Football player Jimmy Garappolo can attest to the fact that taxes are complicated, even though they may have worked in his favor. Long story short: Jimmy Garappolo, a former Patriots quarterback, will end up earning more than Tom Brady from the Super Bowl. Because pay for the Super Bowl extends to former players who played at least 8 games during the season of the Super Bowl, Garappolo will reap earnings from the biggest game of the season in which he and the team he is currently part of is not on the field. But how will he make more than Tom Brady, arguably the best quarterback in history? Minnesota law states that any professional athlete who is a non-resident of the state must pay taxes of his earnings from the team that year multiplied by a fraction that equals (total duty days worked in Minnesota/total days worked in the season). Since Garappolo has no duty days in Minnesota, he would have an effective tax rate of 0% in Minnesota. Rather, he would just be subject to the tax in the state where he lives, which is most likely taxed at a lower rate, given that Minnesota has the 2nd highest income tax rate, following California at number 1.

The point is that there are times where taxes can sometimes work in your favor or sometimes against it. Investors, in particular, are never certain about what may happen in the markets. They can only control risk. But when its time to cash out, there can be many costly tax implications that can severely hinder gains. You can be the best investor in the world, as Tom Brady is the best quarterback. However, if you don’t know your way around taxes that come along with investing, you can end up earning less than the guy who worked a fraction of what you did.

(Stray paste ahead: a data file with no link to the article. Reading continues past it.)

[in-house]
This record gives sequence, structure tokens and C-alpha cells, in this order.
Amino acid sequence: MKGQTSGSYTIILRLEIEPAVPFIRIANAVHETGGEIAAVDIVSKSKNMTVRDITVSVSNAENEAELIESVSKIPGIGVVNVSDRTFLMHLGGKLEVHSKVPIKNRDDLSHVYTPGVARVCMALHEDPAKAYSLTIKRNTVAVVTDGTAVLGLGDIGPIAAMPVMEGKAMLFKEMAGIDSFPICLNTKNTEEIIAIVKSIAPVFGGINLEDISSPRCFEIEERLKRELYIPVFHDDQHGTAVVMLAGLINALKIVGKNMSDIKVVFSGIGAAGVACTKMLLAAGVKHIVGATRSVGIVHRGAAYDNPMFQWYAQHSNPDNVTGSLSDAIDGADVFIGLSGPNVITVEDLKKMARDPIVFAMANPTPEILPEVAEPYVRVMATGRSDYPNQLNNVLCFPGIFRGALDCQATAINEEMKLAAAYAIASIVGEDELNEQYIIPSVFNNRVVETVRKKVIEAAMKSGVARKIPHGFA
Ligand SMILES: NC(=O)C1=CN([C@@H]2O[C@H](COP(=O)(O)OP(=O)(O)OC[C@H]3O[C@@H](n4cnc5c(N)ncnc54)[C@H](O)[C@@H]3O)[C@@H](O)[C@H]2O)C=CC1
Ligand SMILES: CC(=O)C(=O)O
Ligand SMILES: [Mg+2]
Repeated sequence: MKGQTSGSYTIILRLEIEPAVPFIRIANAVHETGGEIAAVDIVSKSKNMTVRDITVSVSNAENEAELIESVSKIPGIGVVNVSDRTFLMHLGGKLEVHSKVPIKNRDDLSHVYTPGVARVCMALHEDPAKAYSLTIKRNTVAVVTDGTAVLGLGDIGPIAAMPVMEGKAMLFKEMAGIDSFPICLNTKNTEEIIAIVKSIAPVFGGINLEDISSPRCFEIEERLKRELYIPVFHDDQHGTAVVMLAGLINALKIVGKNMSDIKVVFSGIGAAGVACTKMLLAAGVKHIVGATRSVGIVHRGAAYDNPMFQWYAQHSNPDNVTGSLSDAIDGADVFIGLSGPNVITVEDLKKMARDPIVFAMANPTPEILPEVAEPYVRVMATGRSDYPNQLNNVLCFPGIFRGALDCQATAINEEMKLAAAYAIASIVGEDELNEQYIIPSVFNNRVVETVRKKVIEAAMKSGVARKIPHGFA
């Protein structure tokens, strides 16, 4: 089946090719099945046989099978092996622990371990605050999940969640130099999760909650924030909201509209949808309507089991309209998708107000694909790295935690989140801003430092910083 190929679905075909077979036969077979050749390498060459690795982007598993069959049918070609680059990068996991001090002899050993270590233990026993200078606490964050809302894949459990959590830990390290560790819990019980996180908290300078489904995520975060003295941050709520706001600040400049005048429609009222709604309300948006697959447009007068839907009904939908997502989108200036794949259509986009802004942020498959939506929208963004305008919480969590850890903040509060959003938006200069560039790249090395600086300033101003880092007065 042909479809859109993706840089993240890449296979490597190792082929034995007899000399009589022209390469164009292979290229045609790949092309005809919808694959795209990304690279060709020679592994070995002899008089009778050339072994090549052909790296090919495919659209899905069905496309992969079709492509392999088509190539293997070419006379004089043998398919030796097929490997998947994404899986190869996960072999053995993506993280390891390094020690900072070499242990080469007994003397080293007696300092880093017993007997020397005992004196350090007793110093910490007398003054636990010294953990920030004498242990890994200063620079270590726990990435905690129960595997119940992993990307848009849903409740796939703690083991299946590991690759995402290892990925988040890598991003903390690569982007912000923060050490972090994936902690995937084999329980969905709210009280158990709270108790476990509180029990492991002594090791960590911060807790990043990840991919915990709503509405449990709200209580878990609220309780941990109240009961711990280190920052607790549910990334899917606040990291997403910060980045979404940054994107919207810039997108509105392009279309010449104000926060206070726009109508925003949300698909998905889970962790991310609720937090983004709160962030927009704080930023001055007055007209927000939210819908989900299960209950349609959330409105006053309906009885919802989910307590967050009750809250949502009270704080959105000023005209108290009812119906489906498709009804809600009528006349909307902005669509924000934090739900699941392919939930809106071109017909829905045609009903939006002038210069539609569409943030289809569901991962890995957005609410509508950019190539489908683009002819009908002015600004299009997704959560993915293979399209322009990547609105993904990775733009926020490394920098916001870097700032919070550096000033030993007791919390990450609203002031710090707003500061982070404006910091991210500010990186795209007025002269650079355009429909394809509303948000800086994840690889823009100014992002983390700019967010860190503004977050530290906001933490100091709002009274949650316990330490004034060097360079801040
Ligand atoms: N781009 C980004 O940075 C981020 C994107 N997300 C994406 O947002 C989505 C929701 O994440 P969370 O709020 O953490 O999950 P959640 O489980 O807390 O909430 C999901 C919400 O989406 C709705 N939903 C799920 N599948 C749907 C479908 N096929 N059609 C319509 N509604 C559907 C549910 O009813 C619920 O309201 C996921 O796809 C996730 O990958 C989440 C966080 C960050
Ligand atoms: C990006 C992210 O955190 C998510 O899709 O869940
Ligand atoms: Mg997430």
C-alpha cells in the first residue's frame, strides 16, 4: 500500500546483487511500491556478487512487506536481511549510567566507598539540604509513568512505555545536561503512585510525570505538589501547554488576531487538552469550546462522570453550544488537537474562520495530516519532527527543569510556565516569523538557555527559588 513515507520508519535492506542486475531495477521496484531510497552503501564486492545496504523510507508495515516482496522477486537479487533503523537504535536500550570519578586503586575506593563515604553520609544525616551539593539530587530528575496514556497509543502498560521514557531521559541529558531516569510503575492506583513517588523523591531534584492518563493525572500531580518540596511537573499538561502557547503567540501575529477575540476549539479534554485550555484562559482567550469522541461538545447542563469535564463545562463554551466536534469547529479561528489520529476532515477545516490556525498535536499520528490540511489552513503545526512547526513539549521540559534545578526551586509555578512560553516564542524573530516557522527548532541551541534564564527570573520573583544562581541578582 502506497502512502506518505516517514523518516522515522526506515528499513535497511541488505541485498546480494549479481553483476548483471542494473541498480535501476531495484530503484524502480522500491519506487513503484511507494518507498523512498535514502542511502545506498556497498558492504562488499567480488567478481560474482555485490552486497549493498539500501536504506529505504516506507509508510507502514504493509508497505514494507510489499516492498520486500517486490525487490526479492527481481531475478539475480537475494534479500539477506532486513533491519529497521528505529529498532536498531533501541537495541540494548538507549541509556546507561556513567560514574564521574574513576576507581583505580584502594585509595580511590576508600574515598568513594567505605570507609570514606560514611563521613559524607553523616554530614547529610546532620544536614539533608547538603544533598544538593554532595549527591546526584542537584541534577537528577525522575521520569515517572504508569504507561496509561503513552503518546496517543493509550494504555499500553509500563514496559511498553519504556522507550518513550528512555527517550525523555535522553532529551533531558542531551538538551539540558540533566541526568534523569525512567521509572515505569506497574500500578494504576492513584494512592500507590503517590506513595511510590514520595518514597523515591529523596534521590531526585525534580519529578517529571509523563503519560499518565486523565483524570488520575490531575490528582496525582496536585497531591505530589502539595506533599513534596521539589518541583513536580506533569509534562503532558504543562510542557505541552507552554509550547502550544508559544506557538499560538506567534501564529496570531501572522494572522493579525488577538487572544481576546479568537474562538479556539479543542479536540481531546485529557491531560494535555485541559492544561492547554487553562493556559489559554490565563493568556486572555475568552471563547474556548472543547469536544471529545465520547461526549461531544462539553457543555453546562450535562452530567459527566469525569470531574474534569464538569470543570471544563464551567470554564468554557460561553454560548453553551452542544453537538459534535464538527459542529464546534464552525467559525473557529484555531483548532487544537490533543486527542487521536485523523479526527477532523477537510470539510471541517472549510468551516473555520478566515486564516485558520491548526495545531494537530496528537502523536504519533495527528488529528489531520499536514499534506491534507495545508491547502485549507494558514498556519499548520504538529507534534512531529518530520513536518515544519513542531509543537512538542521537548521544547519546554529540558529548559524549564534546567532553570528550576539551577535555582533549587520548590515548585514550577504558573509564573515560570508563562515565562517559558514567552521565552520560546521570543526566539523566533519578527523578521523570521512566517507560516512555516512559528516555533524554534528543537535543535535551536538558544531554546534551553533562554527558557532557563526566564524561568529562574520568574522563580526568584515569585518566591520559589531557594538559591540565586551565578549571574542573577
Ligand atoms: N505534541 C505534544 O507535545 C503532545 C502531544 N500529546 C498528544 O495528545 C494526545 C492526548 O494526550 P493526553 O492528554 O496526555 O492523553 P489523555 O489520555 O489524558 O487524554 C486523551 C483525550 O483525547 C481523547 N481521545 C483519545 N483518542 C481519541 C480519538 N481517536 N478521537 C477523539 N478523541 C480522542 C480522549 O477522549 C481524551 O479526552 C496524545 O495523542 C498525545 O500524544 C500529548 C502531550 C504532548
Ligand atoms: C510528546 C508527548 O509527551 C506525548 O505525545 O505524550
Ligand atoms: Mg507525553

We Don’t Pay Much In Taxes?

We like to complain about high taxes. We all do. The thought of the government taking “our” money drives us crazy. With the election right around the corner, we may be thinking about the effects on our pay checks due to a new president.

Most of what I read about income tax rates deals with the ultra-rich and the highest tax brackets. For example, I’ve read about top tax brackets in the 1940’s and 1950’s where the top earners had a 90% tax on the income in that highest bracket. To be clear, to reach that bracket, they would have needed to earn about $20 million per year. While interesting, it doesn’t apply to most Americans.

But what if we went back in time? Would we be paying more or less in taxes assuming our income was adjusted for inflation? I spent some time researching the details.

I have bad news for many of you: Your tax rate is among the lowest rate ever!

If you earn $100,000 today, you pay an effective tax rate of about 17%. But looking back between the 1940s and the 2000s, that effective tax rate was around 25%. You would have to go all the way back to the 1930’s to find an effective tax rate lower than what you pay now. Before 1940, there were many cases where the tax rate was between 2-5%.

See for yourself:
This calculator can highlight how much your income would have been taxed over the last 100 years